t w o w o r l d s

Find me in silent
corners where the
horizon’s mouth
swallows another
burning ball,
licks the cool sky
in pastel blush
in front of all.

Find me in soft,
tender nighttime
blanket, sipping a
the third cup of my
daily coffee haul.

Find me inside the
chosen shell of
solitude where
thoughts are
slowly eaten,
gingerly chewed.

Find me on the lap
of whistling rhymes
and twirling rhythms,

for I live in two worlds—
the real and the written.

09.25.2019
©2019 Rosemawrites@A Reading Writer. All Rights Reserved.
Photo by Thought Catalog on Unsplash

b o t t o m l e s s (a pantoum)

Sip those sunsets, time isn’t bottomless.
Let that cold wind kiss your deep dark tresses,
while your soul sinks with ‘nother day’s eggress.
Sshh, be still, as evening sky undresses.

Let that cold wind kiss your deep dark tresses.
Tired feet, be bare, let dusts be your toes guests.
Shh, be still, as evening sky undresses.
Solace’s not a clear map, it’s a wild quest.

Tired feet, be bare, let dusts be your toes guests,
tough, thick skin is formed with sharp thorns’ scratches.
Solace’s not a clear map, it’s a wild quest.
You’re never lost, this earth is your address.

Tough, thick skin is formed with sharp thorns’ scratches—
scars of blood-golds, only you can possess.
Yes, you’re never lost. This earth’s your address.
Sip those sunsets. Time isn’t bottomless.

03.18.2019
©2019 Rosemawrites@A Reading Writer. All Rights Reserved.
Photo by Cristina Gottardi on Unsplash

Inspired by dVerse Poetry–a Piece of Written Art.
My second try on dear Gina’s of Singledust prompt:
*Pantoum
The pantoum is a poetic form derived from the pantun, a Malay verse form: specifically from the pantun berkait, a series of interwoven quatrains and rhyming couplets.
Basic structure
It is similar to a villanelle with repeating lines throughout the poem. It is composed of a series of quatrains; the second and fourth lines of each stanza are repeated as the first.
The pattern continues for any number of stanzas, except for the final stanza, which differs in the repeating pattern.
The first and third lines of the last stanza are the second and fourth of the penultimate; the first line of the poem is the last line of the final stanza, and the third line of the first stanza is the second of the final.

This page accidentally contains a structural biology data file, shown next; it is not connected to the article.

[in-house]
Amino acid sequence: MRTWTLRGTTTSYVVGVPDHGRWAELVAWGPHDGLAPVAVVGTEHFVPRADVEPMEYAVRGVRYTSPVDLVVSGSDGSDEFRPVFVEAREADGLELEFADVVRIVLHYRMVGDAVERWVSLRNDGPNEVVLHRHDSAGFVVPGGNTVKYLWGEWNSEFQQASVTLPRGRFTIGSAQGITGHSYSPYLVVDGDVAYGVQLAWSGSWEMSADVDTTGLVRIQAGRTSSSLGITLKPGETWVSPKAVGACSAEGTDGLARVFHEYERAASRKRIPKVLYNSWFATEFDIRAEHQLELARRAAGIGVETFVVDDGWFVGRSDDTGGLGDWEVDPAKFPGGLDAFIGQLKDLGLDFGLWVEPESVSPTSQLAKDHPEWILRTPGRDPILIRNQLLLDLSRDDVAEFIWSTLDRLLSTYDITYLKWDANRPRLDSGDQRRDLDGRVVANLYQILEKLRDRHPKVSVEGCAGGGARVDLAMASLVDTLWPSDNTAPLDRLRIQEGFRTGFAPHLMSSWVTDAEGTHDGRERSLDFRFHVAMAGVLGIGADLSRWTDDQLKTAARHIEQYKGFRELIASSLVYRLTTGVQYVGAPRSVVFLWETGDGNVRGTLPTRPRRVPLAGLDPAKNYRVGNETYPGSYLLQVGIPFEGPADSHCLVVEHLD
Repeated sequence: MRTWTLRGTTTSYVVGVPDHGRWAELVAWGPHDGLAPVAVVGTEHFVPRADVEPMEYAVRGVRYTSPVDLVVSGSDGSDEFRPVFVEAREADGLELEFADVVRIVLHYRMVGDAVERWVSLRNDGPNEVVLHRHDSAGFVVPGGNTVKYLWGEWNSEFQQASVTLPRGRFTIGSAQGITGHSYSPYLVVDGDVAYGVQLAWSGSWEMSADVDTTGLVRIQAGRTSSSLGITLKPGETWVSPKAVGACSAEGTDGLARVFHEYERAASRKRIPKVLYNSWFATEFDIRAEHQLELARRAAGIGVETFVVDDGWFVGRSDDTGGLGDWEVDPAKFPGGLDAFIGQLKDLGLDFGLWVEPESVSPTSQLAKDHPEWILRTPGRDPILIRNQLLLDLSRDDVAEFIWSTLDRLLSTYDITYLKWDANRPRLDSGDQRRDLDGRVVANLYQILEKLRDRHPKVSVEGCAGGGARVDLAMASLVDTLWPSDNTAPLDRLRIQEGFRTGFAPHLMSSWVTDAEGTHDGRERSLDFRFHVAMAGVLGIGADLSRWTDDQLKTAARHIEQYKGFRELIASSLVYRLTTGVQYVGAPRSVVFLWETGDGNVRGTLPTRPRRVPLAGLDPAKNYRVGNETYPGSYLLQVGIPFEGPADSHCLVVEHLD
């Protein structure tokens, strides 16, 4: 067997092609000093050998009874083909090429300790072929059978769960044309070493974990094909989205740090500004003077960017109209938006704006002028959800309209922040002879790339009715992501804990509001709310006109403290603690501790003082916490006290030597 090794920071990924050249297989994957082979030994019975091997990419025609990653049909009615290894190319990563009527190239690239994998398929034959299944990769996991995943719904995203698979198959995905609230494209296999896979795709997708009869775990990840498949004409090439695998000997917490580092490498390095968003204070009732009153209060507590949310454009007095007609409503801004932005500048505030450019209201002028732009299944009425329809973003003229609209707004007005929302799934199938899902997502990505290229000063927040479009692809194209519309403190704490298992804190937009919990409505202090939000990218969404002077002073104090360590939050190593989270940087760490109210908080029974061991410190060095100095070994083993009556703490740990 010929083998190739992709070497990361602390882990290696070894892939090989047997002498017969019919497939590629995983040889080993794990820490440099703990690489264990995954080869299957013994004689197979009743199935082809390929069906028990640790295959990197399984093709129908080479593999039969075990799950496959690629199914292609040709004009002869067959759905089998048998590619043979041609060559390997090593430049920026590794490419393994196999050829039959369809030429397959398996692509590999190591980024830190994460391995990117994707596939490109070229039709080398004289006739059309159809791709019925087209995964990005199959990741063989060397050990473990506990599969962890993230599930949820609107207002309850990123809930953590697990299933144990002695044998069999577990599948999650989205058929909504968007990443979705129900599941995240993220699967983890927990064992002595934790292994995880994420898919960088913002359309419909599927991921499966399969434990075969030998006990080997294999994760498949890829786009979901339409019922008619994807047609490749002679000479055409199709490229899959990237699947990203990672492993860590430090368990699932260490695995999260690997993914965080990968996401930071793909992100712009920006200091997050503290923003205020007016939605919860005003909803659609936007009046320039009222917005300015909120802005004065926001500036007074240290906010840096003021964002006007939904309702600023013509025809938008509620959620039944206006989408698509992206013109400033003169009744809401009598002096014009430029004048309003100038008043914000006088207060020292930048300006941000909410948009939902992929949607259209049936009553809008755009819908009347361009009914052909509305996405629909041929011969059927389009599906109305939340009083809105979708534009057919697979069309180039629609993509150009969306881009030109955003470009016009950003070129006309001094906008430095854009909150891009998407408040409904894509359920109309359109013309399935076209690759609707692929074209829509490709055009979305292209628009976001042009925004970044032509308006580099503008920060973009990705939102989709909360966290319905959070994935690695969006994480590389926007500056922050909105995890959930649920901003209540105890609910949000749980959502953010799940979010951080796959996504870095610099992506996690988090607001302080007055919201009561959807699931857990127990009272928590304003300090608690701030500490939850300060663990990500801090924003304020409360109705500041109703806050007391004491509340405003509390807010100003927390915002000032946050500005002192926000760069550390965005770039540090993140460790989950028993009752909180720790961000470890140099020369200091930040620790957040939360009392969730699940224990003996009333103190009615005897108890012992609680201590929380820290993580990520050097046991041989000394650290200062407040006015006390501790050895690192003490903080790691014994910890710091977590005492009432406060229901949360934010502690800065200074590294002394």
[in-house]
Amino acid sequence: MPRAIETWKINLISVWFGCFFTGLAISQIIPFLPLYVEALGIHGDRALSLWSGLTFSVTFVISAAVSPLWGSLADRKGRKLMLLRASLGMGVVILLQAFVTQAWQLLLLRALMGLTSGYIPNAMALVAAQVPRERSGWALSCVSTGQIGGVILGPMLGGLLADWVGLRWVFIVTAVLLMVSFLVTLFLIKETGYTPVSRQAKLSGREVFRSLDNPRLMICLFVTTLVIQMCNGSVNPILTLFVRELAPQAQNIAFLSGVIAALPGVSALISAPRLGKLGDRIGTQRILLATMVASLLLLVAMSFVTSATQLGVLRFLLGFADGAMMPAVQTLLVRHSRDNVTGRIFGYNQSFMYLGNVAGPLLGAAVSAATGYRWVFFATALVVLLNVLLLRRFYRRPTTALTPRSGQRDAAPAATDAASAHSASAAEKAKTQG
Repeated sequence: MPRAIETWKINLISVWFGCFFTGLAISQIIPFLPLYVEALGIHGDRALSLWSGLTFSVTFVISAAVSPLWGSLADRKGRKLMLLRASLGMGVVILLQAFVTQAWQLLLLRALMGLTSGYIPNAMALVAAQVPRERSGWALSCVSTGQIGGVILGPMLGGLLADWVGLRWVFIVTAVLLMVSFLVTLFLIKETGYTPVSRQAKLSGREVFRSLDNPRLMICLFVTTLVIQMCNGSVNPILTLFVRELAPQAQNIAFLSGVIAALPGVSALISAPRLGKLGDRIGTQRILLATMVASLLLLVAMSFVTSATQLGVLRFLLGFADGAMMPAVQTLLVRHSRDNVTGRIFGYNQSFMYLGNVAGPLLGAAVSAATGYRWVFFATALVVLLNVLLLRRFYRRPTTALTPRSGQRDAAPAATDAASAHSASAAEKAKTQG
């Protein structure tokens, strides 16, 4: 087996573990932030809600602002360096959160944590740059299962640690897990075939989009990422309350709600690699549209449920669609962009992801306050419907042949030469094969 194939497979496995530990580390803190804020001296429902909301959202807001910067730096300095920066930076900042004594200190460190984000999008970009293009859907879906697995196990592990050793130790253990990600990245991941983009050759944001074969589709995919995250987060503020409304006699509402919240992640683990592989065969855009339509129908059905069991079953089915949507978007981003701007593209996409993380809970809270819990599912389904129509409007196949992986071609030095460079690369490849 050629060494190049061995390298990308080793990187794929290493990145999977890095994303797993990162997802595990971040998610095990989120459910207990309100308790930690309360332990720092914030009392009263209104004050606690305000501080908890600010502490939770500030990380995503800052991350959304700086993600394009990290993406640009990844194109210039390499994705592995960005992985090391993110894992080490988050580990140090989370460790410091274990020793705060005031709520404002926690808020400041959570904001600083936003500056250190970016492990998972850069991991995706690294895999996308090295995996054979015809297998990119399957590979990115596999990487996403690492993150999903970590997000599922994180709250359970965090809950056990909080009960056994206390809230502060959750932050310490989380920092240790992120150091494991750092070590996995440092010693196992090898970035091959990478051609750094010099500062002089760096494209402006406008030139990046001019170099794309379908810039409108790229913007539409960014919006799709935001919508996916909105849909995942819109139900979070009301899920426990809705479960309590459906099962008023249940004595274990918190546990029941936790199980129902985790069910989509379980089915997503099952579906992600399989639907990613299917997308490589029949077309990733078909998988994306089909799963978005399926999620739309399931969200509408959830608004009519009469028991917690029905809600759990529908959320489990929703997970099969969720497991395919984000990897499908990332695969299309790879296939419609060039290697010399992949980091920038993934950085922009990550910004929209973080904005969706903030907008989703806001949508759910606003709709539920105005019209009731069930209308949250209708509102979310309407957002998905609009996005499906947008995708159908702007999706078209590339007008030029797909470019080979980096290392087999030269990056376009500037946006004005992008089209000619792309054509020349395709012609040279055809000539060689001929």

Ideally, the meaning of lines shifts when they are repeated although the words remain exactly the same: this can be done by shifting punctuation, punning, or simply recontextualizing.
A four-stanza pantoum is common (although more may be used), and in the final stanza, lines one and three from the first stanza can be repeated, or new lines can be written.
The basic pantoum form is as follows:
Stanza 1
A
B
C
D
Stanza 2
B
E
D
F
Stanza 3
E
G
F
H
Stanza 4
G
C
H
A

Last Echo

she got the final note
on her last day
on earth.
she went out
with a book on hand
and let the last echo
of her heart
lead her between
the mountain, the sky
where her song is heard,
where her name is whispered.

P.S. Written with India Arie’s India Song playing. ❤
I wanna go where the mountains are high enough to echo my song
I wanna go where the rivers run deep enough to drown my shame
I wanna go where the stars shine bright enough to show me the way
I wanna go where the wind calls my name

05.09.2017
©2017 Rosemawrites@A Reading Writer. All Rights Reserved.
Photo via Unsplash

In response to Quadrille #32 by whimsygizmo
Let’s dance with some shadows today, my poetical peeps. This is De Jackson, aka WhimsyGizmo, and it’s Quadrille Monday here at the bar – when we write a poem of exactly 44 words (not including title), and include one given word.
Today, I want you to play with the word: echo.
dverse

Falling

slowly drifting,
silently sinking,
gradually calming,
million cells shouting.

welcoming blackness,
embracing blankness,
letting mind rest,
leaving world’s mess.

12.09.2015
©2016 Rosemawrites@A Reading Writer

Photo credit: Link
Originally written for Blogging University’s WRITING 101: Intro to Poetry Day 3 Assignment.